Gender, Behavior and Health: Schistosomiasis Transmission and Control in Rural Egypt
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How to Cite

Mullin, J. (1). Gender, Behavior and Health: Schistosomiasis Transmission and Control in Rural Egypt. Al-Raida Journal, 97-98. https://doi.org/10.32380/alrj.v0i0.195

Abstract

In Gender, Behavior and Health: Schistosomiasis Transmission and Control in Rural Egypt, Samiha El Katsha and Susan Watts examine schistosomiasis (commonly known as bilharzia) in two semi-rural villages in the Nile Delta, employing gender analysis in order to better understand human behaviors that lead to infection, transmission, and prevention. It is one study among a very select few that examines the socio-behavioral and gendered aspects of schistosomiasis, a parasitic disease found predominantly in tropical and sub-tropical countries that infected over two hundred million people world-wide during the mid-1990s while three times that amount were estimated to be at-risk (p. 1). This multi-disciplined and multi-faceted study, conducted between 1991-1996, explores individual and social behaviors while also examining the complex interactions between gender, behavior, biomedicine, the environment, agriculture, and economic factors that relate to schistosomiasis.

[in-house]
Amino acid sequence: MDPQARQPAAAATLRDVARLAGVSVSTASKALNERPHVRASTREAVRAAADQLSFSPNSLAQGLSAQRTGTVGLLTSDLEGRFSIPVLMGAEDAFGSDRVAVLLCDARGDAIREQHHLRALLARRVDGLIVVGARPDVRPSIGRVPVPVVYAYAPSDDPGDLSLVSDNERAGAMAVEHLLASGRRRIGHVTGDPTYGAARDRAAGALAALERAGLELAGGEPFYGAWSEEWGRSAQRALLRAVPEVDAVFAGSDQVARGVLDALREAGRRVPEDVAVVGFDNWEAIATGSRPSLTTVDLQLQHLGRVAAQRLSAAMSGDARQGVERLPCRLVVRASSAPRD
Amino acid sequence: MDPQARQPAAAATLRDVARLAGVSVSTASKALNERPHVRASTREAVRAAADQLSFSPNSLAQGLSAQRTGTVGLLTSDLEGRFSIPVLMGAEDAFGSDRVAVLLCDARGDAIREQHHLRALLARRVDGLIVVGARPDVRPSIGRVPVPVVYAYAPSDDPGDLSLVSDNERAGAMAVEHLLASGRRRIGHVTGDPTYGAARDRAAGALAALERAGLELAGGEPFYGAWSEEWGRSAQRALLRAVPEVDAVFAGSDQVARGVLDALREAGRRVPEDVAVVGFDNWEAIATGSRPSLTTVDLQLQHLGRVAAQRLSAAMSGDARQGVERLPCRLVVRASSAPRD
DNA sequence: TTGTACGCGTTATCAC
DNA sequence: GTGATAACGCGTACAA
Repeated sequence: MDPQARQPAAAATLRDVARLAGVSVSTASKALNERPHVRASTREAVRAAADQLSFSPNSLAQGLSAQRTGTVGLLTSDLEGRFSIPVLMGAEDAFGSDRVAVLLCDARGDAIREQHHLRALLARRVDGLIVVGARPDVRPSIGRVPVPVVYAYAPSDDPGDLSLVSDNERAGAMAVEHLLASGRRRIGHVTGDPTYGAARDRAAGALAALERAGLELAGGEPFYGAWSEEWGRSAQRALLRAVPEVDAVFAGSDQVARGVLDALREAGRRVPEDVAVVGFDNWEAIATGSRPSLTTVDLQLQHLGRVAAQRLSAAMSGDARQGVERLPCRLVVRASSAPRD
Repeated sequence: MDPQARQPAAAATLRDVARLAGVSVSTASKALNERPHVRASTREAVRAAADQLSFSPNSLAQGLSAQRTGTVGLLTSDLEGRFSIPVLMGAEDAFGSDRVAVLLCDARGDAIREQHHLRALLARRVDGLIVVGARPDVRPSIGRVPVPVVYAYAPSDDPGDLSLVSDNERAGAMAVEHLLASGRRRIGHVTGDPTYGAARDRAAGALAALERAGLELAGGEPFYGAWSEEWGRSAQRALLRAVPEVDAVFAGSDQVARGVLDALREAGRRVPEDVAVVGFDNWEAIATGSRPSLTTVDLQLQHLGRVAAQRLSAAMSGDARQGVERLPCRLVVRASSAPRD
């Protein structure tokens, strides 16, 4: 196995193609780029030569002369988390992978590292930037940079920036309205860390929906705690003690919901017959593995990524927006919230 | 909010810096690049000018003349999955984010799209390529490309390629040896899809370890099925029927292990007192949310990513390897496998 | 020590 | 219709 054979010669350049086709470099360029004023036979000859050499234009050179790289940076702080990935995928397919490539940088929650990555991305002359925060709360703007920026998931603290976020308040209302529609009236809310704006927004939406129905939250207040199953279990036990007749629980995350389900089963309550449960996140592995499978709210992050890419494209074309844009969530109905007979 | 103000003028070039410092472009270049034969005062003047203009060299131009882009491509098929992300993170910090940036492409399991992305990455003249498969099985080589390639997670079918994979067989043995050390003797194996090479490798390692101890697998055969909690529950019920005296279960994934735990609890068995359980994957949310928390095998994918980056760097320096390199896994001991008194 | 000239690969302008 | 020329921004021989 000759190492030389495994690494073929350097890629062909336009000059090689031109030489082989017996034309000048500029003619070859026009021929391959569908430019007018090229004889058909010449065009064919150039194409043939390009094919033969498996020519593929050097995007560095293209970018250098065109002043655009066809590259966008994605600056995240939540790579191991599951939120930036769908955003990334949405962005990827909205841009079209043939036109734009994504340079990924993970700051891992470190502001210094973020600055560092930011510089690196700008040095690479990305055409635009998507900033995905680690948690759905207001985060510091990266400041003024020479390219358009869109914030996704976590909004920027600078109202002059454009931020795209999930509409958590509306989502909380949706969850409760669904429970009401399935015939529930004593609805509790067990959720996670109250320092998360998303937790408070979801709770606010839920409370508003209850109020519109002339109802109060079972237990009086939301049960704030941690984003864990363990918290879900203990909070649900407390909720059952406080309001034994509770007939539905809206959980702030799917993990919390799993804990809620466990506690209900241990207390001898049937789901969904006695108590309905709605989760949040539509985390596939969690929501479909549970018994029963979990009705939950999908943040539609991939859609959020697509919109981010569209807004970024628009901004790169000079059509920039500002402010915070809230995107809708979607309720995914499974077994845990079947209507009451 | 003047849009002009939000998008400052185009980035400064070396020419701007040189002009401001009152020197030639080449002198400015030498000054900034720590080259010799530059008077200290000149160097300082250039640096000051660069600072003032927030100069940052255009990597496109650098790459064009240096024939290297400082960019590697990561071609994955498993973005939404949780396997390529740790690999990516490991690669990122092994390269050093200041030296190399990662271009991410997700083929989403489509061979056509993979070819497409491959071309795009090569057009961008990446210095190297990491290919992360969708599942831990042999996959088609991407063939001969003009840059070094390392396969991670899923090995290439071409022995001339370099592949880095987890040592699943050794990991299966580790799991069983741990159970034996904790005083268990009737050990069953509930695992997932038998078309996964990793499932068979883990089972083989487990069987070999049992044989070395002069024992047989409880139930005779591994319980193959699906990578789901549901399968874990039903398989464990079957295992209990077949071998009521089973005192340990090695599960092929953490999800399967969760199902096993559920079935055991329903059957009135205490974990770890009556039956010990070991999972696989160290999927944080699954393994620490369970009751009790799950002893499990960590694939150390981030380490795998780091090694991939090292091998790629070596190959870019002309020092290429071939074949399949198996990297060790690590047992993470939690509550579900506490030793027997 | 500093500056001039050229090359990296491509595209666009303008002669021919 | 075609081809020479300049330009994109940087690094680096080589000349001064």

https://doi.org/10.32380/alrj.v0i0.195
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